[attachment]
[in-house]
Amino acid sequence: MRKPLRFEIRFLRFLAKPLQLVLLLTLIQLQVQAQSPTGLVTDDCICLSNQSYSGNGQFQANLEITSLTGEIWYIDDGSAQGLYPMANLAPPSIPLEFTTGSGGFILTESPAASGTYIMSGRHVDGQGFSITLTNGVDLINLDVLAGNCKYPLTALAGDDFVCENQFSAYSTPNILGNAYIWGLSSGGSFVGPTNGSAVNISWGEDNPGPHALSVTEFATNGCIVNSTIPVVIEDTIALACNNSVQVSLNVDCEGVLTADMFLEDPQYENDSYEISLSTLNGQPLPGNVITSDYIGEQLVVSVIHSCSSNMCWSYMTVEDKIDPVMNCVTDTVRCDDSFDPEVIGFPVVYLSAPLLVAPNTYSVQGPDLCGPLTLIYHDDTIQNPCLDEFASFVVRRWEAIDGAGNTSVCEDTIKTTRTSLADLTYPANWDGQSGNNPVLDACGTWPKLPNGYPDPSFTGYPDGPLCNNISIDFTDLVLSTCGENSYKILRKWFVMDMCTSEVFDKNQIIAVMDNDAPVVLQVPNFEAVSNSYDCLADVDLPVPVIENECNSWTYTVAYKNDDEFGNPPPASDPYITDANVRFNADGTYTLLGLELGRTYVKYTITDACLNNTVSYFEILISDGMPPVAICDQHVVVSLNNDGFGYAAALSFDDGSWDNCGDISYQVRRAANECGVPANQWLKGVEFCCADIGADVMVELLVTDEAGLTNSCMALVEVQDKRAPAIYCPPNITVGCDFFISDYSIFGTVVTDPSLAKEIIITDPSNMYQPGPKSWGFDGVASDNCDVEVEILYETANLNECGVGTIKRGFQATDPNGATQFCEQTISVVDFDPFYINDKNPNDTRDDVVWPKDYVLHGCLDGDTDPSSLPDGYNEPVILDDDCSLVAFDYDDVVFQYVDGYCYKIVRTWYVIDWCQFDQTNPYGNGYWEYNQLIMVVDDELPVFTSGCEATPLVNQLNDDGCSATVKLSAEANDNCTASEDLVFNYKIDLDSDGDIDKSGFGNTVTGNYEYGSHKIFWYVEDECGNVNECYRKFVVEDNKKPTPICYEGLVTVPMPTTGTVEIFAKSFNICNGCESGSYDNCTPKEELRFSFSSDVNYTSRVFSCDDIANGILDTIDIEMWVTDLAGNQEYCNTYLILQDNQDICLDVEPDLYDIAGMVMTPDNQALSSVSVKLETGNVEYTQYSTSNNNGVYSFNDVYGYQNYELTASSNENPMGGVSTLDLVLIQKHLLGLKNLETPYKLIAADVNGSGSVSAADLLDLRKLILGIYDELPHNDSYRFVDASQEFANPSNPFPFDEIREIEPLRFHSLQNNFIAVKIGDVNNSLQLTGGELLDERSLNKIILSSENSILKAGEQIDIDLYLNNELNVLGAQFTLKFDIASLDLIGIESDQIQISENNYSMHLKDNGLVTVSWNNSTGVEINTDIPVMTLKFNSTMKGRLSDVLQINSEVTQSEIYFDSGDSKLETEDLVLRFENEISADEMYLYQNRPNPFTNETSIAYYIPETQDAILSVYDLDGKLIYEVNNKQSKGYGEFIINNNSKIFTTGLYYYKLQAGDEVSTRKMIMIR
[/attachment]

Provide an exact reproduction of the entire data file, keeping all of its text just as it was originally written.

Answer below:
[in-house]
Amino acid sequence: MRKPLRFEIRFLRFLAKPLQLVLLLTLIQLQVQAQSPTGLVTDDCICLSNQSYSGNGQFQANLEITSLTGEIWYIDDGSAQGLYPMANLAPPSIPLEFTTGSGGFILTESPAASGTYIMSGRHVDGQGFSITLTNGVDLINLDVLAGNCKYPLTALAGDDFVCENQFSAYSTPNILGNAYIWGLSSGGSFVGPTNGSAVNISWGEDNPGPHALSVTEFATNGCIVNSTIPVVIEDTIALACNNSVQVSLNVDCEGVLTADMFLEDPQYENDSYEISLSTLNGQPLPGNVITSDYIGEQLVVSVIHSCSSNMCWSYMTVEDKIDPVMNCVTDTVRCDDSFDPEVIGFPVVYLSAPLLVAPNTYSVQGPDLCGPLTLIYHDDTIQNPCLDEFASFVVRRWEAIDGAGNTSVCEDTIKTTRTSLADLTYPANWDGQSGNNPVLDACGTWPKLPNGYPDPSFTGYPDGPLCNNISIDFTDLVLSTCGENSYKILRKWFVMDMCTSEVFDKNQIIAVMDNDAPVVLQVPNFEAVSNSYDCLADVDLPVPVIENECNSWTYTVAYKNDDEFGNPPPASDPYITDANVRFNADGTYTLLGLELGRTYVKYTITDACLNNTVSYFEILISDGMPPVAICDQHVVVSLNNDGFGYAAALSFDDGSWDNCGDISYQVRRAANECGVPANQWLKGVEFCCADIGADVMVELLVTDEAGLTNSCMALVEVQDKRAPAIYCPPNITVGCDFFISDYSIFGTVVTDPSLAKEIIITDPSNMYQPGPKSWGFDGVASDNCDVEVEILYETANLNECGVGTIKRGFQATDPNGATQFCEQTISVVDFDPFYINDKNPNDTRDDVVWPKDYVLHGCLDGDTDPSSLPDGYNEPVILDDDCSLVAFDYDDVVFQYVDGYCYKIVRTWYVIDWCQFDQTNPYGNGYWEYNQLIMVVDDELPVFTSGCEATPLVNQLNDDGCSATVKLSAEANDNCTASEDLVFNYKIDLDSDGDIDKSGFGNTVTGNYEYGSHKIFWYVEDECGNVNECYRKFVVEDNKKPTPICYEGLVTVPMPTTGTVEIFAKSFNICNGCESGSYDNCTPKEELRFSFSSDVNYTSRVFSCDDIANGILDTIDIEMWVTDLAGNQEYCNTYLILQDNQDICLDVEPDLYDIAGMVMTPDNQALSSVSVKLETGNVEYTQYSTSNNNGVYSFNDVYGYQNYELTASSNENPMGGVSTLDLVLIQKHLLGLKNLETPYKLIAADVNGSGSVSAADLLDLRKLILGIYDELPHNDSYRFVDASQEFANPSNPFPFDEIREIEPLRFHSLQNNFIAVKIGDVNNSLQLTGGELLDERSLNKIILSSENSILKAGEQIDIDLYLNNELNVLGAQFTLKFDIASLDLIGIESDQIQISENNYSMHLKDNGLVTVSWNNSTGVEINTDIPVMTLKFNSTMKGRLSDVLQINSEVTQSEIYFDSGDSKLETEDLVLRFENEISADEMYLYQNRPNPFTNETSIAYYIPETQDAILSVYDLDGKLIYEVNNKQSKGYGEFIINNNSKIFTTGLYYYKLQAGDEVSTRKMIMIR